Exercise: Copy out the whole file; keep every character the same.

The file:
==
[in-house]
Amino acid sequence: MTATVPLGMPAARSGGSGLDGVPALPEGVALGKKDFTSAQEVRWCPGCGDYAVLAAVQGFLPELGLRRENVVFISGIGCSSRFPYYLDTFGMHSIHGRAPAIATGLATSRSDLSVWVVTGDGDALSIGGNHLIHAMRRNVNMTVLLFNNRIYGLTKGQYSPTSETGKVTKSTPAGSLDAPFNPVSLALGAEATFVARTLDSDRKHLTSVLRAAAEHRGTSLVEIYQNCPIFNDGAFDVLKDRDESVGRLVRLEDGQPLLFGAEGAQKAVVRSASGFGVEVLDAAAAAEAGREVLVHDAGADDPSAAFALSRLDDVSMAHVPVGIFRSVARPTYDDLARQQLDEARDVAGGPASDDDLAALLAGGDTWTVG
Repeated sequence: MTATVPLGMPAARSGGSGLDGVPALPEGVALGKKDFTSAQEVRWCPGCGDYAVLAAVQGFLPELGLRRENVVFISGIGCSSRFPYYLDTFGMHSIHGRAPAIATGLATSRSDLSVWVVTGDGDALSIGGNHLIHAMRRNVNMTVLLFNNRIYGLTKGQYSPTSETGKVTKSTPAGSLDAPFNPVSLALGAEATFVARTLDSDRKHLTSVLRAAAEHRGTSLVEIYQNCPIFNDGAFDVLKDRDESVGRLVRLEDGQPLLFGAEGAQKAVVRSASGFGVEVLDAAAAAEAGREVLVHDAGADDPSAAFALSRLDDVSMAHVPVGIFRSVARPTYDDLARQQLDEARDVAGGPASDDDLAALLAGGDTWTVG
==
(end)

[in-house]
Amino acid sequence: MTATVPLGMPAARSGGSGLDGVPALPEGVALGKKDFTSAQEVRWCPGCGDYAVLAAVQGFLPELGLRRENVVFISGIGCSSRFPYYLDTFGMHSIHGRAPAIATGLATSRSDLSVWVVTGDGDALSIGGNHLIHAMRRNVNMTVLLFNNRIYGLTKGQYSPTSETGKVTKSTPAGSLDAPFNPVSLALGAEATFVARTLDSDRKHLTSVLRAAAEHRGTSLVEIYQNCPIFNDGAFDVLKDRDESVGRLVRLEDGQPLLFGAEGAQKAVVRSASGFGVEVLDAAAAAEAGREVLVHDAGADDPSAAFALSRLDDVSMAHVPVGIFRSVARPTYDDLARQQLDEARDVAGGPASDDDLAALLAGGDTWTVG
Repeated sequence: MTATVPLGMPAARSGGSGLDGVPALPEGVALGKKDFTSAQEVRWCPGCGDYAVLAAVQGFLPELGLRRENVVFISGIGCSSRFPYYLDTFGMHSIHGRAPAIATGLATSRSDLSVWVVTGDGDALSIGGNHLIHAMRRNVNMTVLLFNNRIYGLTKGQYSPTSETGKVTKSTPAGSLDAPFNPVSLALGAEATFVARTLDSDRKHLTSVLRAAAEHRGTSLVEIYQNCPIFNDGAFDVLKDRDESVGRLVRLEDGQPLLFGAEGAQKAVVRSASGFGVEVLDAAAAAEAGREVLVHDAGADDPSAAFALSRLDDVSMAHVPVGIFRSVARPTYDDLARQQLDEARDVAGGPASDDDLAALLAGGDTWTVG